Colin Quinn doesn't tend to hold much back.
"Is working a theater better than working a club?" Quinn asked rhetorically. "Oh my God! Theater is so much better. In a club, you have people facing each other. They have to talk! They have to talk to their dates, they have to talk to their waitresses. If they don't talk to their waitressess, they don't get their drinks. It's an ADD gig. I still do it, but it drives me crazy sometimes.
"In a theater," he continued. "the seats face the stage. [The audience is] looking at you and waiting to hear your next joke. It's really a lot better."
Quinn is best known for his stint on "Saturday Night Live" from 1995-2000. But he has appeared in a number of feature films, and recently was the star of a successful Broadway show, "Colin Quinn: Long Story Short."
Sunday night's show at the Colonial is Quinn's latest foray, titled "Unconstitutional." The one-man show that compares the United States of America in Colonial times to the modern day. In a comedic way, of course.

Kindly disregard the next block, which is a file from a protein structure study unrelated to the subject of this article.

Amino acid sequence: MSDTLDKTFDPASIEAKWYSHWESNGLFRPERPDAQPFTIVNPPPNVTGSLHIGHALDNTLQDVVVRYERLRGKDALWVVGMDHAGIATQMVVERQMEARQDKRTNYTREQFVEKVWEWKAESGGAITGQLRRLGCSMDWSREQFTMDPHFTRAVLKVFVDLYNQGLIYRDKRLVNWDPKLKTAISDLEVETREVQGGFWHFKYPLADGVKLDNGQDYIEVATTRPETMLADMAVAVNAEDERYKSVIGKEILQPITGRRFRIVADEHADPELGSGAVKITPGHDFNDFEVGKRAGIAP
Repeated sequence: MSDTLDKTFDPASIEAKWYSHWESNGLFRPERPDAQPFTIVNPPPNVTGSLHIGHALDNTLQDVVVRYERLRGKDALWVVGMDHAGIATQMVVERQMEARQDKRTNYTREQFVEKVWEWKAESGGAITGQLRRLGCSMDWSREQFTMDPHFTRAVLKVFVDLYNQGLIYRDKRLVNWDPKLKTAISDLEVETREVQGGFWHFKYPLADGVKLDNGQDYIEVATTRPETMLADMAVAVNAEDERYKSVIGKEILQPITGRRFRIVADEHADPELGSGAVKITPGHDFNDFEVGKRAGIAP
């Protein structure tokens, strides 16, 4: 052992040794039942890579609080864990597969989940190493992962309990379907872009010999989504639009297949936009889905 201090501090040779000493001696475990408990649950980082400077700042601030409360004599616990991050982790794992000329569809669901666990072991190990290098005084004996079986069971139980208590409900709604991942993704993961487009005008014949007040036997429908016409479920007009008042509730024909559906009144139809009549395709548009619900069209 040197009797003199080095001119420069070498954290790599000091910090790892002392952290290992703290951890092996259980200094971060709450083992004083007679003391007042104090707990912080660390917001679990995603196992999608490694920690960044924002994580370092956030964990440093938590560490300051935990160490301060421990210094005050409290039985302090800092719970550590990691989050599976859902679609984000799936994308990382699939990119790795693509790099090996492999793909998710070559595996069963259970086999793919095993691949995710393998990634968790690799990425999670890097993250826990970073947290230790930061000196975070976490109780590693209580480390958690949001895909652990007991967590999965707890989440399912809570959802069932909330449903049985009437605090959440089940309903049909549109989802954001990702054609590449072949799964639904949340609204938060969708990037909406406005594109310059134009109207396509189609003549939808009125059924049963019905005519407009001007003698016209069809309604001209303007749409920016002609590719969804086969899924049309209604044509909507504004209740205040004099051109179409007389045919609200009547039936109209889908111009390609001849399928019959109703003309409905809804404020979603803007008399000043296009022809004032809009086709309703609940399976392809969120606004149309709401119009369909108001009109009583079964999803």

"It's basically about the Constitution," he said. "It stuns me that nobody in this country can agree about anything. Except that they love the Constitution. The people on the Left love the Constitution, the people on the Right love it. It's amazing."
Quinn, by the way, has researched the document, and has even read it.
"Come on," he said. "Of course I read it! It's four freakin' pages long! How tough can it be?
"I was actually kind of surprised it was so short," he said.
He prefers these type of themed shows to basic standup.
"I have more to talk about," he said. "It's better because there's a theme. There's a thread and I think the audience can follow it better."
Quinn said he was excited to be working in Pittsfield on Sunday.
"This is almost where the country started," he said. "Shay's Rebellion was in Sheffield, which is just south of there. This is kind of where a lot of this started."
Quinn laughed when reminded of his Twitter feed, which is legendary among comedians. Essentially, Quinn's tweets might best be described as provocative. But even Quinn admits they're not particularly insightful.
"I'm just kind of trying to ruin people's day," he said with a laugh. "I make fun of things and then I sit back and let people say what they will. Usually, the people I'm making fun of get it. Everybody else gets [angry]."
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